A Black Hawk flies over a foreign city, a fine dust cloud spreading out from the door. The particles of that cloud are each tiny computers. Wherever they land they will harvest power from their surroundings and use it to sense movement, temperature, light, and transmit the data wirelessly. They’ll monitor the populace, tremors in the land, changes in the landscape.
Such tiny, self-sufficient, spying, collecting, and reporting computers are not the thing of some far off future, be it dis- or u- topian. That future is here, at least in prototype form. “What we have today is millimeter scale computing systems, that integrate all of the essential features: sensors that can measure light, pressure, temperature,” says Prabal Dutta, a professor at the University of Michigan. “They communicate wirelessly and harvest energy autonomously.”
The genius—and the slog—behind the Michigan Micro Motes, as the tiny computers are called, has less to do with shrinking the size of any one component, and more to do with the painstaking 20-year long task of getting all tiny parts to work together. “There’s no one single thing that had to happen,” says Dutta. “We had to solve a spectrum of challenges.”
Chief among the difficulties of getting a minuscule computer up and running is how it will harvest, store, and use, power. The amount of energy a device can use shrinks as a function of a cube. Shrink a two-inch wide cubic device down to a one-inch wide cube and the amount of energy it can store will drop eight times.
Sensing, computing, storage, energy harvesting, and wireless communication in 1 cubic mm volume. Image: Umich.edu
“The millimeter volume is important because it’s a concrete goal, it kicks the crutches out from under you.” explains Dutta. “The size is nice, but the size is only part of the issue—we’ve been able to make small chips for a long time. It’s not that we couldn’t bundle small systems before, it’s that we couldn’t scale power systems down, couldn’t match the energy draw.”
The Micro Motes can harvest energy from an onboard photovoltaic cell some thousand times smaller than that found on a solar-powered calculator. The computers can also pull power electrochemically from soil, or from temperature gradients. But the amount of power the Motes have to function with is in the picowatt range. “The magic is how do you use that power? How do convert the energy efficiently.”
The answer is to rework everything. The Micro Motes were not assembled with off the shelf components.
Take, for instance, the Micro Motes’ clock. To conserve energy the computer spends a good deal of time asleep. It needs to wake up, collect data quickly, or transmit data quickly, and then go back to sleep—and it needs a timekeeper to do so. But clocks, though, are notoriously power-hungry devices. Those on the market requiring the lowest power, use in the neighborhood of 100s of nanowatts. That’s more than 100 times the power provided by the solar cell.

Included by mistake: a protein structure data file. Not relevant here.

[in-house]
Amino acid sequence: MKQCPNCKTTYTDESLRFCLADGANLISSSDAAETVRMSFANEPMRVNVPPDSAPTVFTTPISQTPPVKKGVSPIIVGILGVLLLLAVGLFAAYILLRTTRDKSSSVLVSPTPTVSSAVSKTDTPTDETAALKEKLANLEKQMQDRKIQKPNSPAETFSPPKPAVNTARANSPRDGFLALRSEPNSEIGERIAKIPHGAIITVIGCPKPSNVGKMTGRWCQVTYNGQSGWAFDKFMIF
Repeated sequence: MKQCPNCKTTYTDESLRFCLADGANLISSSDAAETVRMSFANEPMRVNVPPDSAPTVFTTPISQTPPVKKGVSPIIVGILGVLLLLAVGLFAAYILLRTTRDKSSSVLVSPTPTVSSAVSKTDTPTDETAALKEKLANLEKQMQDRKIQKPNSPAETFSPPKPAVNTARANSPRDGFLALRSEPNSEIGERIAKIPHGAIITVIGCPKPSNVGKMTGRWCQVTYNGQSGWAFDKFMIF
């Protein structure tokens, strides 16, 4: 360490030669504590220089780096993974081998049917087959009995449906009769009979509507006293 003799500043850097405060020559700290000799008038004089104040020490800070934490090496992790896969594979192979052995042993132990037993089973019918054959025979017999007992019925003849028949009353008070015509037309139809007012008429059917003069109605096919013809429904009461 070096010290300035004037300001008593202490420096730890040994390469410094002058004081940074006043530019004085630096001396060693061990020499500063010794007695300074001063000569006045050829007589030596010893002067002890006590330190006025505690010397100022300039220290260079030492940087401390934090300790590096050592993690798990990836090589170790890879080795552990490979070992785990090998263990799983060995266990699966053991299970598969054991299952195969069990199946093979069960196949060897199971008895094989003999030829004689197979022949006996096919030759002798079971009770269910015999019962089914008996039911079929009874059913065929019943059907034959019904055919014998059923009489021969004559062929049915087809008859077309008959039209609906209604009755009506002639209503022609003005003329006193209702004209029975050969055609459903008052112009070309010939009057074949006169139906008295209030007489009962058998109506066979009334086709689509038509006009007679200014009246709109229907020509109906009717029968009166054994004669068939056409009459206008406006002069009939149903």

So Dutta and his colleagues turned to a phenomenon already sure to occur periodically (though irregularly): power leakage. “You can build a clock of it,” says Dutta. “Now it turns out the clock is terrible. It’s a stochastic process, has a temperature coefficient to it.” But, assuming each Mote is one of hundreds or thousands of comrades switching on and off as their leakage so dictates, sporadic will do.
Though leakage proved essential as a ticker, it was still best to keep it to a minimum. So the team reworked the RAM to make it less leaky, using 11 transistors compared to the more typical six. “That was a huge important thing,” says Dutta. “You can turn off most of the other things—the radio, the processors, sensors—but you can’t just forget the state of the computer. You can’t run a computer if it loses all of it contents.”
Power was also conserved with the radio. Unlike others it doesn’t need to warm up. By using ultra wideband radio transmitting very small pulses, the system can wake up and go back to sleep in nano-seconds.
Similarly, on most chips in a computer there are diodes that wick away static electricity, shunting it back to the power supply so the transistors doesn’t fry. Those diodes, though, leak more power than the entire Micro Mote power budget. So Dutta’s colleagues redesigned the chip to provide electrostatic protection on the cheap. “That’s mundane, but no one’s done it before,” says Dutta. “The key is, it’s not business as usual.”
Aside from spying, what are the potential applications? The snowflake-sized computers could measure tremors and warn of potential earthquakes. They could be put in susceptible eyes to warn of an elevated risk of retina detachment. They could be put in concussion victims to report on cranial pressure—obviating the need for the holes that are drilled in the skull for that purpose now. They could be put on honeybees to help us understand colony collapse disorder. They could be put on key chains to help prevent where-the-hell-did-I-put-my-keys disorder.
“I’m not imaginative enough to come up with a fraction of the applications that others will come up with,” says Dutta. Will those as of yet unimagined applications outweigh those of the Brave New World sort? “We all worry about the Orwellian implications with this kind of work. The question is wait a minute—we have the ability to make millimeter cubes that never die, build them by the millions and put them everywhere. What could go wrong with that?” says Dutta. “I don’t know. We should definitely be cognizant of that.”
Michael Abrams is an independent writer.
The millimeter volume is important because it’s a concrete goal, it kicks the crutches out from under you.
Prof. Prabal Dutta,
University of Michigan
More on this topic
Zhen Gu, member of an MIT research team, explains the origin of a nanojel used to help diabetes sufferers.
A thin coat of a relatively inexpensive, highly porous nanomaterial can mitigate the force of a shockwave, making it less dangerous.